If you see no rib surface with the gun mounted, you will need to raise the comb with some sort of pad (Moleskin or?). Use enough that you see a little rib surface.

Raising your eye relative to the rib will allow you to fire when the front bead is a little under the rising targets and provide the vertical lead that is necessary to break them.

On angling targets shoot ahead of them without glancing back at the barrel or front bead. Look and focus ONLY at the targets. You should see the front bead on your rib ONLY in your peripheral vision. Never let your vision glance back at the rib or front bead.

If you even glance at the front bead during a swing, the swing will slow and you will shoot behind the target. That is the price for glancing back at the front bead during a swing. It will always happen.

If you can, shoot with both eyes open. It will help break the habit of aiming your gun like a rifle. You will improve more quickly once you stop aiming at targets.

If you cannot shot with both eyes open, simply focus on the target. With practice, you will learn how much lateral lead is required to break the various angling targets form the different stations.

Try placing your feet so a line across your toes, standing normally, is parallel with a line down station 5 from the 16 yard position to the 27 yard position. This is a good introductory shooting stance.

Use this stance on all five stations. You should be able to rotate your body at the waist and hips and swing to all extreme angles from each of the five shooting positions or stations on the trap field.

To begin, point your gun a little under the front center of the trap house roof. You can change this gun hold as you gain experience but this is a good place to start.

Have fun.

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Rollin

Author of "Stock Fitter's Bible, Second Edition," which explains the interrelationships between shooting form, stock dimensions and a shooter's size and shape http://www.amazon.com/Stock-Fitters-Bible-Second-Edition/dp/1451570384


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 Post subject: Re: Aiming above the target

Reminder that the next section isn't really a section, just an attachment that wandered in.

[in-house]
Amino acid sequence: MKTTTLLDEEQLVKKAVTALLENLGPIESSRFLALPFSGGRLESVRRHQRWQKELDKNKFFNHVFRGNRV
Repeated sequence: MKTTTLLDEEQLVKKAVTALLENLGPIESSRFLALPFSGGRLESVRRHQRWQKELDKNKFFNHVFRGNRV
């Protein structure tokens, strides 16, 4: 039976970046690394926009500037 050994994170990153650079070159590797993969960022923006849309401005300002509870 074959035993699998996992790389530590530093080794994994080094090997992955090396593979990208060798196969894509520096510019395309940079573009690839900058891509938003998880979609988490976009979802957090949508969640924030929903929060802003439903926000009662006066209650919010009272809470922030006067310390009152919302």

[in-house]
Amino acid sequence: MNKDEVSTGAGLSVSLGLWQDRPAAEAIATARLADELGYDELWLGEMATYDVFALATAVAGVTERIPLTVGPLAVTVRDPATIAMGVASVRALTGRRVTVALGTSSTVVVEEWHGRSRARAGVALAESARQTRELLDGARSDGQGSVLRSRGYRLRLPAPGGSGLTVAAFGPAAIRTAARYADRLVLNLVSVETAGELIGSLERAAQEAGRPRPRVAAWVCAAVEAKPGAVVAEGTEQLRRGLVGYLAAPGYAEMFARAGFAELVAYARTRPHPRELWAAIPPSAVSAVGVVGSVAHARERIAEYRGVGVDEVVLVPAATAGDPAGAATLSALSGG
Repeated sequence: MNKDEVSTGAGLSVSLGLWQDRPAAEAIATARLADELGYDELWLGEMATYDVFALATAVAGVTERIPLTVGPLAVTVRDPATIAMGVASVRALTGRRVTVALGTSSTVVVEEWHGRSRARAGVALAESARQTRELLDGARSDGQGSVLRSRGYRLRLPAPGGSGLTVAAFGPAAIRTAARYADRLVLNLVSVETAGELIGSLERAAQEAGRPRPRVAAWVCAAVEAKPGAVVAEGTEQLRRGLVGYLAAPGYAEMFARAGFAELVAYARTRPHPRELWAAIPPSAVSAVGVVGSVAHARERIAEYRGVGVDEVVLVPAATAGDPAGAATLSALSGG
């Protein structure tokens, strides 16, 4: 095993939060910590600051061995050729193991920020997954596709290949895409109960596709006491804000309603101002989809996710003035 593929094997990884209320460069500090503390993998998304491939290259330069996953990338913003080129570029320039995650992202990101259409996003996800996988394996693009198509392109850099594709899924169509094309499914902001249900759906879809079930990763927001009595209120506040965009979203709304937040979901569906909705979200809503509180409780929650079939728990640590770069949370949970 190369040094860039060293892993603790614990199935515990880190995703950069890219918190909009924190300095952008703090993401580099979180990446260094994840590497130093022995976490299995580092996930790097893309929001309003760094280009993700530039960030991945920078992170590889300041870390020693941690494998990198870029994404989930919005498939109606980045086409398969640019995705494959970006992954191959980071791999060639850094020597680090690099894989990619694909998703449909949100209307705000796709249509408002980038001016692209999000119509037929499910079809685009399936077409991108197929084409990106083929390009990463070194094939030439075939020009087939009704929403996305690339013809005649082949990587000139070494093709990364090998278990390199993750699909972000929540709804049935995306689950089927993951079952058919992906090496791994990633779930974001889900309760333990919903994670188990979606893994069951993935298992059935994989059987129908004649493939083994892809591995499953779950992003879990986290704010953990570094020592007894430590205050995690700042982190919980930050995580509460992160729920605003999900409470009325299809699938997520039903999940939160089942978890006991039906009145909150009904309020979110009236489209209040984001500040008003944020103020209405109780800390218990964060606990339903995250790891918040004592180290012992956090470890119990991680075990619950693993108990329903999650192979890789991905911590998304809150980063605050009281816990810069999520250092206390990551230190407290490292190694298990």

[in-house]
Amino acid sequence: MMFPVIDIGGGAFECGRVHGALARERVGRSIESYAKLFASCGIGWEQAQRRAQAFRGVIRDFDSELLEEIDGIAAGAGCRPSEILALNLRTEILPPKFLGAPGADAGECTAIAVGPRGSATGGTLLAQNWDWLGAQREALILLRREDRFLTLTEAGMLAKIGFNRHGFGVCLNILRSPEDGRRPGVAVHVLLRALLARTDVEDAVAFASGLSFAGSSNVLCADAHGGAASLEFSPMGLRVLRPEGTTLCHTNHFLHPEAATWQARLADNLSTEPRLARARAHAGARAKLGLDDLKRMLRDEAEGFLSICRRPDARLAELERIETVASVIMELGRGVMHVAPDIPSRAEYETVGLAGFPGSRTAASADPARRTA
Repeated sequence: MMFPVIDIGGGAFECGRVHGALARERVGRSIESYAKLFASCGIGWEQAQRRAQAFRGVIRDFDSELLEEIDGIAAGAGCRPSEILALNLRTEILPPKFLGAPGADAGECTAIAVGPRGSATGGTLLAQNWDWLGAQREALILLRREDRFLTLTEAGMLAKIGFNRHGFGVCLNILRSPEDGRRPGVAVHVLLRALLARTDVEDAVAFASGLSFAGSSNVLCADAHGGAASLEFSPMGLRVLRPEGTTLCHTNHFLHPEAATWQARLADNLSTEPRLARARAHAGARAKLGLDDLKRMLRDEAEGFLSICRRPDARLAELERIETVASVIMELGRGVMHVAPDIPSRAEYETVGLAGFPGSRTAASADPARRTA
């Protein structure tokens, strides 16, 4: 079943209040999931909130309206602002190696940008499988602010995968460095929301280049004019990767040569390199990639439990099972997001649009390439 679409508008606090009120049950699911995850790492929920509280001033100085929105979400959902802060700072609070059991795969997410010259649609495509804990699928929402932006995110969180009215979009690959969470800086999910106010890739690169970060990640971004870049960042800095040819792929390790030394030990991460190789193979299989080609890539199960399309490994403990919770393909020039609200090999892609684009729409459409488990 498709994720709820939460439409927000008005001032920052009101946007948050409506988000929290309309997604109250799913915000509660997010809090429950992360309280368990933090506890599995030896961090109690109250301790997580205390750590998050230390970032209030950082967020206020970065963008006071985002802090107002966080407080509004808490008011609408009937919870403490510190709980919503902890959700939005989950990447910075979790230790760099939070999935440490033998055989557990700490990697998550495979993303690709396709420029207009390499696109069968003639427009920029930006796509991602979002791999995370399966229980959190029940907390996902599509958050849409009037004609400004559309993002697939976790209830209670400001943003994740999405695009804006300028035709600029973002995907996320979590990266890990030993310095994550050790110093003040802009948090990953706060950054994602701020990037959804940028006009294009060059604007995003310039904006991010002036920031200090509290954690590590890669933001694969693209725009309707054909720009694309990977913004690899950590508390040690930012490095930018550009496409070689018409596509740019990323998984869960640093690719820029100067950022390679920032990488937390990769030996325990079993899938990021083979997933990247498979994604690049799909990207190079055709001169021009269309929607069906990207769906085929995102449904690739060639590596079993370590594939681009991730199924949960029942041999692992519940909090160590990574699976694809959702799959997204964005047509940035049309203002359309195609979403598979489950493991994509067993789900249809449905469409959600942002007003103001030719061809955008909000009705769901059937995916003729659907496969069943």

PostPosted: Mon May 21, 2018 6:39 am 
Crown Grade

Joined: Sat Feb 05, 2005 4:51 pm
Posts: 9632
Location: Fairport NY
It's simple. You have an SP-1, which is comes in two distinct models - a field model, easily told as it has only one bead and the safety is automatic (returns to safe when the gun is opened), etc. It also comes in a sporting model (Two beads, one halfway down the barrel, palm swell, etc.). But BOTH of these models are not trap guns. Mine shoot approx. 50/50 patterns or 55/45 patterns, and both models are great for skeet and sporting clays targets, or field shooting at game where rapidly rising targets are not a constant.

As trap targets are normally always rising targets, trap guns are designed to shoot 60/40 or 70/30 patterns, which takes care of the "foreward allowance" upward, and the shooter just has to worry about holding in front of the target. And that's why trap shooters generally use a gun specifically designated as a trap gun.

And that's exactly WHY you did better when you "held high"!

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BobK


Last edited by BobK on Thu May 31, 2018 1:13 pm, edited 1 time in total.

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 Post subject: Re: Aiming above the target
PostPosted: Mon May 21, 2018 11:29 am 
Utility Grade

Joined: Mon Feb 07, 2011 4:29 pm
Posts: 17
Location: Minnesota
Thanks for the advise. I am going to keep plugging away and see if I can get it dialed in. It was fun for sure.

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Andy


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 Post subject: Re: Aiming above the target
PostPosted: Tue May 22, 2018 11:56 am 
Utility Grade

Joined: Mon Feb 07, 2011 4:29 pm
Posts: 17
Location: Minnesota
I do thing adjusting the LOP would make the gun more comfortable to shoot.



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Andy